Sometimes the problem with especially pertinent ideas is that they sound too simple. We read or hear the timeless ideal, whatever it is, and then all too quickly the largesse of its truth is lost to us. After all, it just makes so much sense, and is so simple! “Oh, yes, that is a most helpful truth,” we will say upon receiving it. Perhaps it contains too much truth for us to wrap our heads around? Many axiomatic statements are like that. They are just so replete that it takes a rather large aperture of mind to be able to actually suss out all their import.
In one of his more widely read books, What’s Wrong with the World, G. K. Chesterton makes a statement just three pages in: “What is wrong [with the world] is that we do not ask what is right.” So majestically large a proposition, isn’t it? It’s something like Heidegger’s question, “why is there something rather than nothing.” There is just so much truth in the statement that I don’t know where to start.
So for Chesterton, the first problem is to define what is right. Not necessarily what is wrong, but what is right. At first this sounds rather odd, not? It did to me. Isn’t that exactly the problem in our world—that we don’t talk enough about the troublesome issues? Whether injustice to humans, animals or the environment (thus the great attraction to social justice*), or problems in the community or church, it often seems that we need to spend more time discussing the problems. After all, it is easy to think that these problems are being ignored because they’re not being talked about enough, right? “The squeaky wheel gets the grease”! Not for G.K.
As Chesterton sees it, “we agree about the evil; it is about the good that we should tear each other’s eyes out.” Here is why he wants us to argue about the good (or the right): we all basically already agree about what is wrong. We agree that poverty should be dealt with; we agree that there are problems in the government (whichever country we live in); we agree that there are problems in the church (whichever one we attend); and we even probably agree that there is a problem with prostitution. In fact, Chesterton says that in being able to see such problems, we are unlike doctors. We all energetically nod in agreement “about the precise nature of the illness.” However—and herein lies the rub—we don’t agree about what is actually healthy.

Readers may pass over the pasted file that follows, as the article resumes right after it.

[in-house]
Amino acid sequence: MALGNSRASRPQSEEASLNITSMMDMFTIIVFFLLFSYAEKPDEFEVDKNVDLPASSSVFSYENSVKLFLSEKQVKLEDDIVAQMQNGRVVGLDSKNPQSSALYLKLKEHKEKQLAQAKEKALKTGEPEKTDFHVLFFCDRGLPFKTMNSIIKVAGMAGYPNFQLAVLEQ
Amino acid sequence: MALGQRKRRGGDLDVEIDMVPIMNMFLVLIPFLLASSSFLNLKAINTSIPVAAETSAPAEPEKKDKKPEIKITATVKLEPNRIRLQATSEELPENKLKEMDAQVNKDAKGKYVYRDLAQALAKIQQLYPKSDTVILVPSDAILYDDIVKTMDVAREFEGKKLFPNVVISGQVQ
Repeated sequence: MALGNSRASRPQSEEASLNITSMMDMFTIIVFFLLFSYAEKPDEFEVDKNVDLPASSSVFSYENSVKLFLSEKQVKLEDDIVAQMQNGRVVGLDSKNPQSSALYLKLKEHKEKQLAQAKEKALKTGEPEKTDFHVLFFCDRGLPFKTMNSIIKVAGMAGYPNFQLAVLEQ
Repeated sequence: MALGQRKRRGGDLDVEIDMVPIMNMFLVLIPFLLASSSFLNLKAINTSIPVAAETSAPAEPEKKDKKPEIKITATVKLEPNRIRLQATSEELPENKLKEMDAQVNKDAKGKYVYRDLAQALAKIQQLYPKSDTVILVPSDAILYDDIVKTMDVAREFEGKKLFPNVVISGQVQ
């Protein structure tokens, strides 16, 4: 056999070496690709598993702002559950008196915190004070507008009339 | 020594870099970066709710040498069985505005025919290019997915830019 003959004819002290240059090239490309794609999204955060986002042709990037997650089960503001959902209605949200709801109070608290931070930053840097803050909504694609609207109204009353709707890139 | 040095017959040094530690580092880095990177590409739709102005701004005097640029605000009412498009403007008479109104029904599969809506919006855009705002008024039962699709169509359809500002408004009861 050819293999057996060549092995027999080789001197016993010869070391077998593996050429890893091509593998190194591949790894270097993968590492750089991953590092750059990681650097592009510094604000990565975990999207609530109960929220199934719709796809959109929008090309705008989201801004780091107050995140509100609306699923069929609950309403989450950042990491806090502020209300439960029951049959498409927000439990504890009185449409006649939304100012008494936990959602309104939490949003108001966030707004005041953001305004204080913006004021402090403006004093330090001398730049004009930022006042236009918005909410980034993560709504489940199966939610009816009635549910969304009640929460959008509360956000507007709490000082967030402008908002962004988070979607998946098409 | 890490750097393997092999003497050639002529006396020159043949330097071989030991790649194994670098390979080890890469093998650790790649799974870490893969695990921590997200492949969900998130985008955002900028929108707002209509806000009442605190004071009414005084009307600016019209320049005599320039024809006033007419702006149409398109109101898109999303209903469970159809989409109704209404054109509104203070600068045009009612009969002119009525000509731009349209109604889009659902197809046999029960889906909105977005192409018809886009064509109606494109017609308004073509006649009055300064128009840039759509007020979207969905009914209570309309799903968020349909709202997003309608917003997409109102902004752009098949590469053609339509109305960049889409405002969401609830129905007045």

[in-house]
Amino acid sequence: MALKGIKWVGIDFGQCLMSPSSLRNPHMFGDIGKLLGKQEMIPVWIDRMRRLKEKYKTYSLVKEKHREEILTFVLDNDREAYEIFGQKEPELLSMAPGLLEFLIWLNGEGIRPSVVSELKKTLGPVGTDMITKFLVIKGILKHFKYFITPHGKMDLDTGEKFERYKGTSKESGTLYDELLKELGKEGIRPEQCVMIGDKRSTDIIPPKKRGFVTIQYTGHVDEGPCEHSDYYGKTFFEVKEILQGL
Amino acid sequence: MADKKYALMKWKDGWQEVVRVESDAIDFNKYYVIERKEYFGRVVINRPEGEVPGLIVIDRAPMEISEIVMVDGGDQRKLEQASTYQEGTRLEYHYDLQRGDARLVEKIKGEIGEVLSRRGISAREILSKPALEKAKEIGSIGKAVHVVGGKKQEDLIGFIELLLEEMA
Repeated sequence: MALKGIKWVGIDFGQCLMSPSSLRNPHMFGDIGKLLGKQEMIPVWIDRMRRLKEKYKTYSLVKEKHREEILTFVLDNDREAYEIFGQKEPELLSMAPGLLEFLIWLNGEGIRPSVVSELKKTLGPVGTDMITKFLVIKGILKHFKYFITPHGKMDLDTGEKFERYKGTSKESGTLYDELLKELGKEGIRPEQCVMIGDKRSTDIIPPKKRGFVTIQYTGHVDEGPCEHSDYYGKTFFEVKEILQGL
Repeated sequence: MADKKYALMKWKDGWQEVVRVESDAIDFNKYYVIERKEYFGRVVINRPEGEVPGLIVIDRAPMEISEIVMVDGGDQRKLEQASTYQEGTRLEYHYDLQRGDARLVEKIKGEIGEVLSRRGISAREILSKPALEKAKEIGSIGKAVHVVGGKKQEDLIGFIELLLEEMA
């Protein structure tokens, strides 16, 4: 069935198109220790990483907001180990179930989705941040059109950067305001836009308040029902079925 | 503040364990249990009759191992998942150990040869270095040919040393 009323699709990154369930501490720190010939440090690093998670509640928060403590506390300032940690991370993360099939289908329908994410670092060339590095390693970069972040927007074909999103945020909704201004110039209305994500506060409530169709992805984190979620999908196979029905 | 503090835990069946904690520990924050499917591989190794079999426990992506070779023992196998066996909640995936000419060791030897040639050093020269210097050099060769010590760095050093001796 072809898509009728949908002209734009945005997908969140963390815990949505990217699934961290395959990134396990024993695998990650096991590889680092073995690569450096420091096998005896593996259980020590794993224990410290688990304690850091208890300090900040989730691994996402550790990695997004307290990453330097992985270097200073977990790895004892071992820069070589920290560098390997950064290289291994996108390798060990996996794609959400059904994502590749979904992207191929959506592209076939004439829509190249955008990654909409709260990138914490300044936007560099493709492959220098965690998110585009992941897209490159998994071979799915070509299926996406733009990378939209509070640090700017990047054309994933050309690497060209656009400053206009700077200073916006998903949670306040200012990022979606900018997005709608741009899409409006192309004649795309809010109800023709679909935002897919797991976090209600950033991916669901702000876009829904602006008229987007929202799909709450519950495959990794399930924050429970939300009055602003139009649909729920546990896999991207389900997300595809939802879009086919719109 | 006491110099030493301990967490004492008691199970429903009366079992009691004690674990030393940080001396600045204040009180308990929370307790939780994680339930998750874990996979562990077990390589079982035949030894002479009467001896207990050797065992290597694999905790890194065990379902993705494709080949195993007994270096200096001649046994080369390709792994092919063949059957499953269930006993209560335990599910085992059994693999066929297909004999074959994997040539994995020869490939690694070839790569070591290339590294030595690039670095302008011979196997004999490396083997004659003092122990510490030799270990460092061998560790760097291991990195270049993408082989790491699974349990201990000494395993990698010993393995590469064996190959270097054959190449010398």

“We all feel angry with an irreligious priesthood; but some of us would go mad with disgust at a really religious one,” says G.K. And with a little retrospect—and just consider the various flavours of theology we all adhere to—it’s a good point he makes about us not being in agreement about what kind of religion we want. “We all disapprove of prostitution; but we do not all approve of purity,” he rightly quips. Touché Mr. Chesterton, touché. (I am reminded that in another piece Chesterton humorously suggests that the day on which the Puritans finally left England should be marked as a national holiday.) Even in issues like social justice, we disagree over how to solve the problem. In general, we can all agree on the state of insanity, what we don’t agree on is what actual sanity looks like.
So, what is the solution? Being able to agree on what is right: thus his statement, “what is wrong is that we do not ask what is right.” Chesterton seems to think that only then will we agree on what the solution is and how it is to be implemented.
*Disclaimer: I actually detest the term “Social Justice” due to its confusing justice and mercy and rights and responsibilities. With that said, for the sake of convenience it is sometimes just easier to go with it.